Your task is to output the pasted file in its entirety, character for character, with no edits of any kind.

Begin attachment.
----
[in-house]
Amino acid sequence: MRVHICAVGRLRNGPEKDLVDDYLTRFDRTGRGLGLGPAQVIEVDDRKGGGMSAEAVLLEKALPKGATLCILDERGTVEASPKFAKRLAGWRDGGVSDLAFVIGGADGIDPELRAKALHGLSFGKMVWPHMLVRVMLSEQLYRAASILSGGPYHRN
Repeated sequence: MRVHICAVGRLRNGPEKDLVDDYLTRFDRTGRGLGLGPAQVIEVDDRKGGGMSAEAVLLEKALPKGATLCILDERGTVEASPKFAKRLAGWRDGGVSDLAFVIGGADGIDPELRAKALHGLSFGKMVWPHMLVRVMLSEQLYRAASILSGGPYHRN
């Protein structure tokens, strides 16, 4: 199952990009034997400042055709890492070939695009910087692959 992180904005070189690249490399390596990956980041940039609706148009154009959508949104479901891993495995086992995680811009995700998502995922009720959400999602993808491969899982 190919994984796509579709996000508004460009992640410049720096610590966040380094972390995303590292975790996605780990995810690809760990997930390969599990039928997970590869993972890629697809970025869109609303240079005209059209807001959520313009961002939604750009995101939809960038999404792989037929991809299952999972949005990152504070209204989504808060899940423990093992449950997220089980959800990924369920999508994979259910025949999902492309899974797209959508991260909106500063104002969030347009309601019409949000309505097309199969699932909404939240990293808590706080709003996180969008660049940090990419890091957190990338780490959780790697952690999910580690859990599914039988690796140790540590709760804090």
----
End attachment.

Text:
[in-house]
Amino acid sequence: MRVHICAVGRLRNGPEKDLVDDYLTRFDRTGRGLGLGPAQVIEVDDRKGGGMSAEAVLLEKALPKGATLCILDERGTVEASPKFAKRLAGWRDGGVSDLAFVIGGADGIDPELRAKALHGLSFGKMVWPHMLVRVMLSEQLYRAASILSGGPYHRN
Repeated sequence: MRVHICAVGRLRNGPEKDLVDDYLTRFDRTGRGLGLGPAQVIEVDDRKGGGMSAEAVLLEKALPKGATLCILDERGTVEASPKFAKRLAGWRDGGVSDLAFVIGGADGIDPELRAKALHGLSFGKMVWPHMLVRVMLSEQLYRAASILSGGPYHRN
């Protein structure tokens, strides 16, 4: 199952990009034997400042055709890492070939695009910087692959 992180904005070189690249490399390596990956980041940039609706148009154009959508949104479901891993495995086992995680811009995700998502995922009720959400999602993808491969899982 190919994984796509579709996000508004460009992640410049720096610590966040380094972390995303590292975790996605780990995810690809760990997930390969599990039928997970590869993972890629697809970025869109609303240079005209059209807001959520313009961002939604750009995101939809960038999404792989037929991809299952999972949005990152504070209204989504808060899940423990093992449950997220089980959800990924369920999508994979259910025949999902492309899974797209959508991260909106500063104002969030347009309601019409949000309505097309199969699932909404939240990293808590706080709003996180969008660049940090990419890091957190990338780490959780790697952690999910580690859990599914039988690796140790540590709760804090």